“In the same minute, you could read a headline about the latest round of vaccines, and another one about how infection rates are going through the roof. Before long, it starts to feel like the world is ending,” says Chambers. In a global pandemic, it’s unrealistic to unplug completely from the news. As a compromise, you could carve out chunks of time throughout the day that are dedicated to scrolling. For example, give yourself 20 minutes to catch up on Twitter, Instagram, and the news, then put your phone down or exit the apps for a few hours. You can return to them later for another 15 minutes, and so on.

3. ...and be wary of social media

As Chambers sees it, too much positivity can be detrimental to our mental well being – particularly when we're dealing with an unpredictable situation. “If you are inundated with positive quotes, it can make you lose grip on the reality of the situation," he says. Perry agrees, adding that while the first lockdown was “novel” – think back to all those banana breads and sourdough – this one is about being kind to ourselves.

“We scroll on social media because we crave information; if we've got information, it makes us feel more secure and a bit more controlled. The problem with doomscrolling is that we end up comparing our lives to everybody else – and people usually don’t put the full story on social media,” she says.

Chambers explains that breathwork is one of the best ways to bring yourself out of an anxiety spiral. He recommends the following technique: inhale for five seconds; hold for two seconds; exhale for seven seconds; repeat five times.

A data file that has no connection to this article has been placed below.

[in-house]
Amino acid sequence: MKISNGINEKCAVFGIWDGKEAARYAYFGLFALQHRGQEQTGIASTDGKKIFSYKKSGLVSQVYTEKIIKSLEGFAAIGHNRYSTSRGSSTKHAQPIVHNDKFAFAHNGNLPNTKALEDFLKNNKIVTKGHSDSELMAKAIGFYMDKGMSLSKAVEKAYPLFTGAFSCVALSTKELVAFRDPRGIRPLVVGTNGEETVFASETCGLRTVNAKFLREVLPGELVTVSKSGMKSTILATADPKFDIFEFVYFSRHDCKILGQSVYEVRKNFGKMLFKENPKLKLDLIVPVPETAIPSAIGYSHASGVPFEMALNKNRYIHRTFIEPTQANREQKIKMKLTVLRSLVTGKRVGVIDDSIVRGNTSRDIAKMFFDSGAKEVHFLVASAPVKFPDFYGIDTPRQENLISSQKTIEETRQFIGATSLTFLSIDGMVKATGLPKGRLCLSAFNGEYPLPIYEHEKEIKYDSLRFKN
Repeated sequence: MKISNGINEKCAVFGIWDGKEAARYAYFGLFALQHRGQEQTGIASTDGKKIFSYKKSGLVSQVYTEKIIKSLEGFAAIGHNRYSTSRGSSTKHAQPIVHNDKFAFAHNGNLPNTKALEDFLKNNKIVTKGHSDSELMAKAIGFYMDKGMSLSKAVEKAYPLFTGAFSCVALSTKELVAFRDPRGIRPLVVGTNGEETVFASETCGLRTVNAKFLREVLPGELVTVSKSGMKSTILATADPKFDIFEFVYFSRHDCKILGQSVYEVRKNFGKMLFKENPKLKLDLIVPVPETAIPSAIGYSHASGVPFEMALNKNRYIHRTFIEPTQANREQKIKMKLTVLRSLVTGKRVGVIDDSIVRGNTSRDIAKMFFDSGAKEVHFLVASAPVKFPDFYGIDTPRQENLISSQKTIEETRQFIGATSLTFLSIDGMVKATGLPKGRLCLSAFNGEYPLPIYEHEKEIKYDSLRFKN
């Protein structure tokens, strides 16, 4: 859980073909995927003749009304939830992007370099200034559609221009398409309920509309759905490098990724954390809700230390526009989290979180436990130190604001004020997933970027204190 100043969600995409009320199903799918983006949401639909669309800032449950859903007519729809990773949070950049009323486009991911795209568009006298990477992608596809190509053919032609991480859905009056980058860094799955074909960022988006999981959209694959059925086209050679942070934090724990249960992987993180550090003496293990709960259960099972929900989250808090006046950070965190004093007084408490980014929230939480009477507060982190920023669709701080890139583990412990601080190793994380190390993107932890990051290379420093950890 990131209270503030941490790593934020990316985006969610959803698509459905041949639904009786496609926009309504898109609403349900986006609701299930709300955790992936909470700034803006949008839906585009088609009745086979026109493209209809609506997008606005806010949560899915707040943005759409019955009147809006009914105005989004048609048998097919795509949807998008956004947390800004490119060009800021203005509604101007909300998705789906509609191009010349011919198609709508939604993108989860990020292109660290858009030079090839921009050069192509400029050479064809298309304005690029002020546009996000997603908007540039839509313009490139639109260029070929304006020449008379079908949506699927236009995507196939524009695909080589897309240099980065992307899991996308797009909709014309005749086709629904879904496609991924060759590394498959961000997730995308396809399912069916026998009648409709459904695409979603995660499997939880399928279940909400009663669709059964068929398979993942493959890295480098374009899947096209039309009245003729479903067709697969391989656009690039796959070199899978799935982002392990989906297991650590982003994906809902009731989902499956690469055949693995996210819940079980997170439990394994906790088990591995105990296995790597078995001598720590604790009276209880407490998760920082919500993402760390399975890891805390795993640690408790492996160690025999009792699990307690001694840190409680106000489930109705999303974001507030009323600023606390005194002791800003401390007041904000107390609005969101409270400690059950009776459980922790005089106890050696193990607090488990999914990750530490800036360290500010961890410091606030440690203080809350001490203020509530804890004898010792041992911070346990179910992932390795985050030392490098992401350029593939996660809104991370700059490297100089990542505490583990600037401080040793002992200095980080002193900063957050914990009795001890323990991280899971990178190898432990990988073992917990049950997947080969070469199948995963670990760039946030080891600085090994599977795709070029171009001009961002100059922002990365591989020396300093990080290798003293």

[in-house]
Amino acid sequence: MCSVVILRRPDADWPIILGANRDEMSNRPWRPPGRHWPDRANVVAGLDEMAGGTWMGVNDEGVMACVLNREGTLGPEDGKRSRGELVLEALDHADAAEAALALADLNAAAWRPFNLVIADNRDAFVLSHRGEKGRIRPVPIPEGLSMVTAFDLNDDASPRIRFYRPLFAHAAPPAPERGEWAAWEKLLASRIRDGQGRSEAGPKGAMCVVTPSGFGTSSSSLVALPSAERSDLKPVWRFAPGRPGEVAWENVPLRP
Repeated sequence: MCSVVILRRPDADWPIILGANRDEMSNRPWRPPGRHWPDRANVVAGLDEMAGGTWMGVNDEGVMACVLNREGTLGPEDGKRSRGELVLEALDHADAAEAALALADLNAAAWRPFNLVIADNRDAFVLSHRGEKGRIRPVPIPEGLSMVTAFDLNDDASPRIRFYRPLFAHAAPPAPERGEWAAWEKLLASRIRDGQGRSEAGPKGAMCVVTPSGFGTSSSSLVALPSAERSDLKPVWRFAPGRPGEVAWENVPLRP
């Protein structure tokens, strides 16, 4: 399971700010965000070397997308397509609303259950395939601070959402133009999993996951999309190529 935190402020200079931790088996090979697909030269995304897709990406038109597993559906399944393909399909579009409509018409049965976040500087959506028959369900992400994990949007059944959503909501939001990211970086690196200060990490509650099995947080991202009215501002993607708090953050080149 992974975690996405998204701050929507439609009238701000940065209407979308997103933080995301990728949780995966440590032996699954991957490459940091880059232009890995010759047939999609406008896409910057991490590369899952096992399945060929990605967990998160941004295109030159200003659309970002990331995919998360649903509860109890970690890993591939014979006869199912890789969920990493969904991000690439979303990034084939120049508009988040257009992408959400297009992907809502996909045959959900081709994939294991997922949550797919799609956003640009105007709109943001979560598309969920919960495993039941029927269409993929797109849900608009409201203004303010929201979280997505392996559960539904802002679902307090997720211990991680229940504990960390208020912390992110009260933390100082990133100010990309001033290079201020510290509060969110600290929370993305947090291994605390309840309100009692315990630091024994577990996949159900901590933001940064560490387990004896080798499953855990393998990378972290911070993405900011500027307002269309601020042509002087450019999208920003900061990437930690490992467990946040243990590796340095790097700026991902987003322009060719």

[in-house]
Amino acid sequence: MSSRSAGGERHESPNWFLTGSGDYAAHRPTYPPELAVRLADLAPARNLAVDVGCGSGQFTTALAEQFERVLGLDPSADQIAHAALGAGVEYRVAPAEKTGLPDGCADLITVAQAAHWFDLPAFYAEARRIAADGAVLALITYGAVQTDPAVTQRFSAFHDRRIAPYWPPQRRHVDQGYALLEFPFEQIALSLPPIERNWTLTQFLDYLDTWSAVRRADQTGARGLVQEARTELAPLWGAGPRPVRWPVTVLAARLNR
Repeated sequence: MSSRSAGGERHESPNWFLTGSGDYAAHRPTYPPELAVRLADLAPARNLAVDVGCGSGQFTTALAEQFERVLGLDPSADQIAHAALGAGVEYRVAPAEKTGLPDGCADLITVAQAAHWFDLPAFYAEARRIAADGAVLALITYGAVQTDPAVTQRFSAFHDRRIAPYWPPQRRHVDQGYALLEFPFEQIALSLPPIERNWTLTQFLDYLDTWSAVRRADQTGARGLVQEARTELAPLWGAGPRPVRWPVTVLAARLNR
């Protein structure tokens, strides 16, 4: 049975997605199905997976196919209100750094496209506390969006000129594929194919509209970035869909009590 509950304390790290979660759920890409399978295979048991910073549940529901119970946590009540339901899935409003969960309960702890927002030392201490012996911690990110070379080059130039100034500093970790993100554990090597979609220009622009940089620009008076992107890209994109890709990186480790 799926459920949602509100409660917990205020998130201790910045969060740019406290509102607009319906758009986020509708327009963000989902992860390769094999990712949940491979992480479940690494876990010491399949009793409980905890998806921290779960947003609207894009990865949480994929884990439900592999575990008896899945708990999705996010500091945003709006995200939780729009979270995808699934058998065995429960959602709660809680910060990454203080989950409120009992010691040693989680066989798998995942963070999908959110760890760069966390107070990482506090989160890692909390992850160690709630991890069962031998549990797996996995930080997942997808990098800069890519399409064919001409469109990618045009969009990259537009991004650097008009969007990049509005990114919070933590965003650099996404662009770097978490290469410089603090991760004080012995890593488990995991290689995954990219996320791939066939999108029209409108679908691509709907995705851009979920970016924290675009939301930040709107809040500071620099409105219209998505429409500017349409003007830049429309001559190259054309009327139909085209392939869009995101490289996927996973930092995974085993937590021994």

“This should help to destimulate your sympathetic nervous system, and reignite your senses to bring you back to the present moment,” he says.

4. Set yourself small goals

Perry explains that there are three different types of goals which athletes work towards: performance goals, outcome goals, and process goals.

“Given the current lockdown situation, the only thing we can work towards is a process goal, which is the actions and behaviours you would put in place to achieve something,” she says. Some examples of process goals include doing a fast treadmill session every week, or eating five fruit and vegetables a day.

“It’s easy for people to plan things when they know the boundaries that they’re working towards. But these smaller types of goals can still help us to feel like we are moving towards something when the deadlines keep being moved,” she says.

However, it’s important to recognise that not everybody has the time – or energy – to achieve countless goals. If you’re struggling to get started, she recommend trying the ACE method: A for achievement (however small – yes, tidying the children’s bedrooms count); C for communication – so speaking to someone outside your bubble; and E for enjoyment – doing something that aligns with your passions. You should aim to do one of each everyday.

“By focusing on the small things that you can control, you will feel much more centered, and able to manage a situation,” she says.

5. Be grateful

In the midst of a global pandemic, gratitude feels near impossible. But several studies have shown that feeling grateful lowers your levels of anxiety and depression, and increases the quality of your sleep.

A gratitude journal is often seen as the best way to practice this. However, Perry explains that this method may not work for everyone. “Often, the people who struggle most with anxiety are perfectionists; they're used to putting their all into everything and suddenly they have to sit back and follow the rules. Many won’t bother completing a gratitude journal if they know they can’t do it properly.”

Instead, she suggests saying one thing that you are grateful for before bed: “It can be as simple as a hug someone gave you, or a nice cup of tea.”

Read more on Lockdown Long Haul

Tips for surviving the never-ending home-school slog

How to keep exercising – even when you have ‘pandemic fatigue’